It was a long time coming but 3.5 years, 2 jobs and 1 Bachelor later, here we are again. Hello Melbourne. I am Stef, maybe you remember me – I definitely remember you. That is why I am sitting here, looking at you – for 45 days now. Forty-five.
It’s not a staring contest – for two reasons: one, I would have lost
on the first day within the first hour because of all the nervous blinking since I first stepped foot in your country again and two, you’re not looking back at me…
I get it. We both changed. Last time we saw each other was a long time ago. Nostalgic memories of strolling through winter markets, sipping really bad mulled wine, nights of playing poker, smoking and drinking home-brewed beer, dancing with strangers, movie marathons till the break of dawn, getting more beer, walking streets for the first time, riding your shitty bike down streets which suddenly feel familiar, sitting in the park, watching them skate, packing your backpack for a short weekend trip, blisters on your feet, cold sea water under your toes,
fuzzy Melbourne hair, making lemonade with lemons from your garden, smelling lavender when you walk passed that one house from the tram station, touch on, touch off, another design market, pizza at Bimbos, stealing another glass, making pancakes for your people, chicken parma at Penny Black, a game of pool at the Brunny, more beer, sending your friends back home birthday video messages while drinking wine, simply not understanding the appeal of watching cricket, playing lawn ball and getting drunk while rocking it, getting bored at a Footy game, getting a t-shirt from your housemate of the shittiest band ever played at Cherry Bar, having colleagues all of the sudden and liking the new thing you just started, drinking too much, not wanting to leave…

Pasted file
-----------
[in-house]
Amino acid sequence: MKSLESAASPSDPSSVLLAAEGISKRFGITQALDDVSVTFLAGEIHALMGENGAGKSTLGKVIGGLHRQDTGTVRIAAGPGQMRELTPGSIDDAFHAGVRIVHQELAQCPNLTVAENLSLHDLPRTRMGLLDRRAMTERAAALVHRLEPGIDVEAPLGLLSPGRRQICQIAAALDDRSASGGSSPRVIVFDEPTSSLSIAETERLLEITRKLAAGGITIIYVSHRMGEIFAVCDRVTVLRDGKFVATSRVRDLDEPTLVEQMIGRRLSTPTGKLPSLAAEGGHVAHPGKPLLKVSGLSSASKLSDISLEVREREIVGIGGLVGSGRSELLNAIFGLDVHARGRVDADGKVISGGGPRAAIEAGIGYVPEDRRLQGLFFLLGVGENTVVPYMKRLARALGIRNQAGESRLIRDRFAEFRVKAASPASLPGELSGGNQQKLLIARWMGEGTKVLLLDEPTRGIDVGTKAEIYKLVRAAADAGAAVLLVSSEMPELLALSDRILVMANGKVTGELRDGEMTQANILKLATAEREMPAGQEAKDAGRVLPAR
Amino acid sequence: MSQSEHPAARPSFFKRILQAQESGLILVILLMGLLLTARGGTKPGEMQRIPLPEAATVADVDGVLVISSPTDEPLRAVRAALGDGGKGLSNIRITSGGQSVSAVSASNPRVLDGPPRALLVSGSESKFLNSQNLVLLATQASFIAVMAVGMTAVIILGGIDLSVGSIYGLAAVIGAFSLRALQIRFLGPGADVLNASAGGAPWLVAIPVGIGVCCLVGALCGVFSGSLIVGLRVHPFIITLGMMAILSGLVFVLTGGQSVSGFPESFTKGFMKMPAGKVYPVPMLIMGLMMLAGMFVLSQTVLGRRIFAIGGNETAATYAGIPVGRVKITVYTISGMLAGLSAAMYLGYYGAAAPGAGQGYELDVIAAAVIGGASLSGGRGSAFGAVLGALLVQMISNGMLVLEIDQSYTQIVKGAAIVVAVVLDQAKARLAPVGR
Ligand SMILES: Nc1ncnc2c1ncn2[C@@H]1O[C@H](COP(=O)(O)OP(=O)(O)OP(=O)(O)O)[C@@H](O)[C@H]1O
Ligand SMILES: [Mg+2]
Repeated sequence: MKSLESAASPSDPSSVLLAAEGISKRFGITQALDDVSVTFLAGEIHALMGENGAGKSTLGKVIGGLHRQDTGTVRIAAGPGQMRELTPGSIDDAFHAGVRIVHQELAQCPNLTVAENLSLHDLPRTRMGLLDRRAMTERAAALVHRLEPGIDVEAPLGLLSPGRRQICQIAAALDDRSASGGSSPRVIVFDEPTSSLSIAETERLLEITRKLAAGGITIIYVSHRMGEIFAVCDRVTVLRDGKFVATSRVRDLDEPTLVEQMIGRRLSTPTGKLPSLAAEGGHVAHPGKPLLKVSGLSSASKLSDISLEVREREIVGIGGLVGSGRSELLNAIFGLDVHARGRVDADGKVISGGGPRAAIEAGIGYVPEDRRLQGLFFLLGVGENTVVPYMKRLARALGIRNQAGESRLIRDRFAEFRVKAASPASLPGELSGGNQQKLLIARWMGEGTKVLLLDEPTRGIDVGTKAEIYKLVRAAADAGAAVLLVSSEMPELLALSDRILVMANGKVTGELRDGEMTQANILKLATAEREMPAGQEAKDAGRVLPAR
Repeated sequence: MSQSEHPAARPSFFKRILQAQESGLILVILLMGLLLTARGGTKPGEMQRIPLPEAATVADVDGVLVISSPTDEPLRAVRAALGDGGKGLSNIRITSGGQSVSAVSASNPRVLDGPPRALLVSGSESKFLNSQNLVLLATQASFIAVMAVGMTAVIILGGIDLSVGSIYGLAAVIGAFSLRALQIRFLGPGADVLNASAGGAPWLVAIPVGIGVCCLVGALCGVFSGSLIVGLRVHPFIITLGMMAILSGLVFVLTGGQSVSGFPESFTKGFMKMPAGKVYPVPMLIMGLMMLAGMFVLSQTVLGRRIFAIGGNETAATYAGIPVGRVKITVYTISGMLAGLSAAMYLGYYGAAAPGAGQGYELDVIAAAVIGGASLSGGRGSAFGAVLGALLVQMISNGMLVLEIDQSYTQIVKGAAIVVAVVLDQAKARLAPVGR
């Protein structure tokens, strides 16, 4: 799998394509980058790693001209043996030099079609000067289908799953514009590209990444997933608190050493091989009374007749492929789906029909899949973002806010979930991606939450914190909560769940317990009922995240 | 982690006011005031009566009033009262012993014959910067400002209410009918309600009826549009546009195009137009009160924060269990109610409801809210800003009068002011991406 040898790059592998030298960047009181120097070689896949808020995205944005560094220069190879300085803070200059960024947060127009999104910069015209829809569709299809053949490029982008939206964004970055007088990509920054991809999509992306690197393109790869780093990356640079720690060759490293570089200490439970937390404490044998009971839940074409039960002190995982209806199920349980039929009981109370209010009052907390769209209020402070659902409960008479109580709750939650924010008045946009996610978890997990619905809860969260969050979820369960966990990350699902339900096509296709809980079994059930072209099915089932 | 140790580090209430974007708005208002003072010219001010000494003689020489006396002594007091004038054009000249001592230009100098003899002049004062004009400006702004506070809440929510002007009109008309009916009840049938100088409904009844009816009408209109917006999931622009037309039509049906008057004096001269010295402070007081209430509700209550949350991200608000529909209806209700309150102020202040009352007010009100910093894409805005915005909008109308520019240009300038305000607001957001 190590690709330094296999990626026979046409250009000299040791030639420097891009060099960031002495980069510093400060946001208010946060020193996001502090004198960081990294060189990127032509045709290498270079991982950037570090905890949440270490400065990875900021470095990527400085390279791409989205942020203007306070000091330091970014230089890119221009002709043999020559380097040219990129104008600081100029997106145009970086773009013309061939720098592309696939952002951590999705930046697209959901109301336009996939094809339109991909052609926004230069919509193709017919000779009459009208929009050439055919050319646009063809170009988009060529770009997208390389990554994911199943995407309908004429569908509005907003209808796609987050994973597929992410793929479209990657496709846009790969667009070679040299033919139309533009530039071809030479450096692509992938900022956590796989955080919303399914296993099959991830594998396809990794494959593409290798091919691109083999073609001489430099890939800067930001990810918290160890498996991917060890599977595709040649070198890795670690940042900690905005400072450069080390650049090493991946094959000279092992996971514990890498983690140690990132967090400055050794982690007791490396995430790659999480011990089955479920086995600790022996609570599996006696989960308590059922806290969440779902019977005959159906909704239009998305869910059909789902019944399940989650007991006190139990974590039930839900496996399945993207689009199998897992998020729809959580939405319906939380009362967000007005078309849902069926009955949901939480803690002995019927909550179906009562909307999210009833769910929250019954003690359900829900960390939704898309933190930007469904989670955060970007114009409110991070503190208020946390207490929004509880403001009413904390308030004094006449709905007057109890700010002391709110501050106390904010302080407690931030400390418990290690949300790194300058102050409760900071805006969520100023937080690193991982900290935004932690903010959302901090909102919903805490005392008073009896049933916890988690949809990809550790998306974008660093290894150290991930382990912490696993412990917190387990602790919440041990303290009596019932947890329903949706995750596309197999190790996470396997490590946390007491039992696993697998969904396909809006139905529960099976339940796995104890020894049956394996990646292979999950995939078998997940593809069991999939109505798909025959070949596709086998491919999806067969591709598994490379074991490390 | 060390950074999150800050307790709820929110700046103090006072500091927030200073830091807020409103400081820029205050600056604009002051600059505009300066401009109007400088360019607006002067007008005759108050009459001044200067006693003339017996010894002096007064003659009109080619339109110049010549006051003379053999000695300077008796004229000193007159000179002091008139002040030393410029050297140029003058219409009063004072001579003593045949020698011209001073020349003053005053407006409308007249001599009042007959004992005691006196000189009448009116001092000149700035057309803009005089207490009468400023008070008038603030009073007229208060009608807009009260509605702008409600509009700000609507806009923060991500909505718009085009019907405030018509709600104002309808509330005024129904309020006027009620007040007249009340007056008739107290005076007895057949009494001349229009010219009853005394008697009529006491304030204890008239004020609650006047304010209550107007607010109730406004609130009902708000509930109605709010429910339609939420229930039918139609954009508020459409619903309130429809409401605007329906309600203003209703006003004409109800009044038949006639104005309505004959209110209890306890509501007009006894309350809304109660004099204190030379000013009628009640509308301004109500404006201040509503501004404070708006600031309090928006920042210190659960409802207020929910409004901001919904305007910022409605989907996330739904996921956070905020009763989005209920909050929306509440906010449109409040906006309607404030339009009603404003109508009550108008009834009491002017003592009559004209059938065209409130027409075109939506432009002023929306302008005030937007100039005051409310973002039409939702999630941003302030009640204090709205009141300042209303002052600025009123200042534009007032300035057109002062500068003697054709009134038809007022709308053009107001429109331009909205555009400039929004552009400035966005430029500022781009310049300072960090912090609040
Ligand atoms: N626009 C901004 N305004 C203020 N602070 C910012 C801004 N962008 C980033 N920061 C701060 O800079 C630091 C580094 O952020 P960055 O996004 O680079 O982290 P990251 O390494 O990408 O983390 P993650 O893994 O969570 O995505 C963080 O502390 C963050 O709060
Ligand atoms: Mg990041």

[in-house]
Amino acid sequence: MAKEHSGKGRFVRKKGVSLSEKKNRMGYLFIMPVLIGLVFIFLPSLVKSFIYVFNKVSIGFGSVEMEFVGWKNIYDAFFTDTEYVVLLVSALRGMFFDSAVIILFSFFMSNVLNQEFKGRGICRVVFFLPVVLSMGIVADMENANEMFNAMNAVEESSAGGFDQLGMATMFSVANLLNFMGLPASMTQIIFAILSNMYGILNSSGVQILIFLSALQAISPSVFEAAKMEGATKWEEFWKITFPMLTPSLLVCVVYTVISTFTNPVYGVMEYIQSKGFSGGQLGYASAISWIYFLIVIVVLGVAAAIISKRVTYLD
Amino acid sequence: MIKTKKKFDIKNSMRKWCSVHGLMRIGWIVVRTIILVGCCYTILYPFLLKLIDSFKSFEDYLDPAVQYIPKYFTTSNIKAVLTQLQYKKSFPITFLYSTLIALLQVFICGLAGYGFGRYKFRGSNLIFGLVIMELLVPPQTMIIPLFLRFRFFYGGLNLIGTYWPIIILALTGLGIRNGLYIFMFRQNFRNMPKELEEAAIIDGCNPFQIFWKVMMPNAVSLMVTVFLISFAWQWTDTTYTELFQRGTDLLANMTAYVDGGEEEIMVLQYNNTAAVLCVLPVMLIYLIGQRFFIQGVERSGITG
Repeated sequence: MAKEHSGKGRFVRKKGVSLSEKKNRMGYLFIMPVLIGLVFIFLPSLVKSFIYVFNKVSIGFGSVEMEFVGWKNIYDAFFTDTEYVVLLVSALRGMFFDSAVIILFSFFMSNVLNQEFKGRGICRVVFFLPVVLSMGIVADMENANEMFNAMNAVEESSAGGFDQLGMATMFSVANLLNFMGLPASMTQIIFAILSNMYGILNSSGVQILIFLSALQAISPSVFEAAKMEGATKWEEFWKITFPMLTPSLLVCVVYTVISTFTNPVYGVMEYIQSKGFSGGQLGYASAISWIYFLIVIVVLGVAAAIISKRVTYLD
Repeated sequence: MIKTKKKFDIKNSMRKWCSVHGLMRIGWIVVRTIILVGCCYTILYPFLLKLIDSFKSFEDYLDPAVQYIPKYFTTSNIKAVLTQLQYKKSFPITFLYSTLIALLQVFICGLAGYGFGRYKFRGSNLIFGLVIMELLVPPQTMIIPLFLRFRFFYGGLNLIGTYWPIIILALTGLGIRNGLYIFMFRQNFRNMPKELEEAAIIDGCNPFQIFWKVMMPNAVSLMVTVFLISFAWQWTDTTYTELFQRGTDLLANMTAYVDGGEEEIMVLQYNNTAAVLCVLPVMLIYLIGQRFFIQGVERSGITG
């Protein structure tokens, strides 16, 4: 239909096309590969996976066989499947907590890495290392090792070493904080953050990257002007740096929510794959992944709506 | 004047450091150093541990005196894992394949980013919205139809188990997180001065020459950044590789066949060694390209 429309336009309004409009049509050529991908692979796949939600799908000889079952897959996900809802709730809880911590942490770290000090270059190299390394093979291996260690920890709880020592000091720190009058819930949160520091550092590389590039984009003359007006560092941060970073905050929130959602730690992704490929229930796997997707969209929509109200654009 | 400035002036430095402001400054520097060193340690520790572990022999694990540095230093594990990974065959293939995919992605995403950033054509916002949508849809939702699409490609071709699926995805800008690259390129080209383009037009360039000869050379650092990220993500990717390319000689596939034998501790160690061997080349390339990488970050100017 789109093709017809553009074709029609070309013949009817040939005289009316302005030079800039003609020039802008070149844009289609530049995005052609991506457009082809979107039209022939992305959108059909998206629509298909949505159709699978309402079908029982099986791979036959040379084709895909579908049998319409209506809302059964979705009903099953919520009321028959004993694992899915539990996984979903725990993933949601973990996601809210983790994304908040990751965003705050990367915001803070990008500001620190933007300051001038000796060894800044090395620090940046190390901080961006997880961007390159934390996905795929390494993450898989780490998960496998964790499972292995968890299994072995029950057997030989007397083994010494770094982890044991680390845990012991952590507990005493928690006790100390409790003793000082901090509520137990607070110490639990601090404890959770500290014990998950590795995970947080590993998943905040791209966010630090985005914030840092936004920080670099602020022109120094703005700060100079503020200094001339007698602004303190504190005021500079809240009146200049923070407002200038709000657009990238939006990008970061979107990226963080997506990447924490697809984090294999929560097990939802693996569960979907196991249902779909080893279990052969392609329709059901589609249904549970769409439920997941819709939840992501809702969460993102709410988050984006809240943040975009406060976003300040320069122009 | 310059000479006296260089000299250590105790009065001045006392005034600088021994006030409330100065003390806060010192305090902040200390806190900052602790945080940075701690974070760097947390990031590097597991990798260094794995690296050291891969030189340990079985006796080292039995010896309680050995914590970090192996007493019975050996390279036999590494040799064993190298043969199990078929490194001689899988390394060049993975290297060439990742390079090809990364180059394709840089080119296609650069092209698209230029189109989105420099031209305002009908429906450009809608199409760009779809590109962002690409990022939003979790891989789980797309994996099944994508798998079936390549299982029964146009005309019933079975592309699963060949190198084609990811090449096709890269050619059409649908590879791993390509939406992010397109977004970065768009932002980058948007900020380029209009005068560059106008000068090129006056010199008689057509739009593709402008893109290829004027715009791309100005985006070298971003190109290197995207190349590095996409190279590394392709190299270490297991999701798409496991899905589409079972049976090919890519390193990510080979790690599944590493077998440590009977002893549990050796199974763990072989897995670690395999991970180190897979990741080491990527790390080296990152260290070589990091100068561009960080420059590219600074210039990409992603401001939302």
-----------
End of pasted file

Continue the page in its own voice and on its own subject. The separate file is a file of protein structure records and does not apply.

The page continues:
Nostalgia, a sentimental or wistful yearning for the happiness felt in a former place, time, or situation.
We were happy. I kept this happiness inside me. And I thought you would, too. Would have kept it for me. But why should you. It’s my nostalgic circle. I guess it wasn’t just you, it was the time, the situation, not just the place. It was more.
Funny how things can change. How much energy you can extract from that nostalgia right before the change is happening. And how fast you can loose it again. How much more it costs you once you’re there, in the middle of your circle, staring at everything around you spinning, disappearing and reoccurring. You can’t move. You really want to get in that circle motion, be a part of it, you want to spin. But you forgot how. Or maybe you never actually knew how, it just happened. It happened to you. Why is it not happening now?
Forty-five days. I’m staring at you. I need to forget my old circle. I need to create a new one. Where I decide the speed and the direction and where I create nostalgic times right in the moment. A circle where that last sentence makes sense because it simply feels right.
I need to forget about you to get to know you again. It’s not going to be easy but I’m not ready to give up yet. Give me another forty-five days to feel happy again.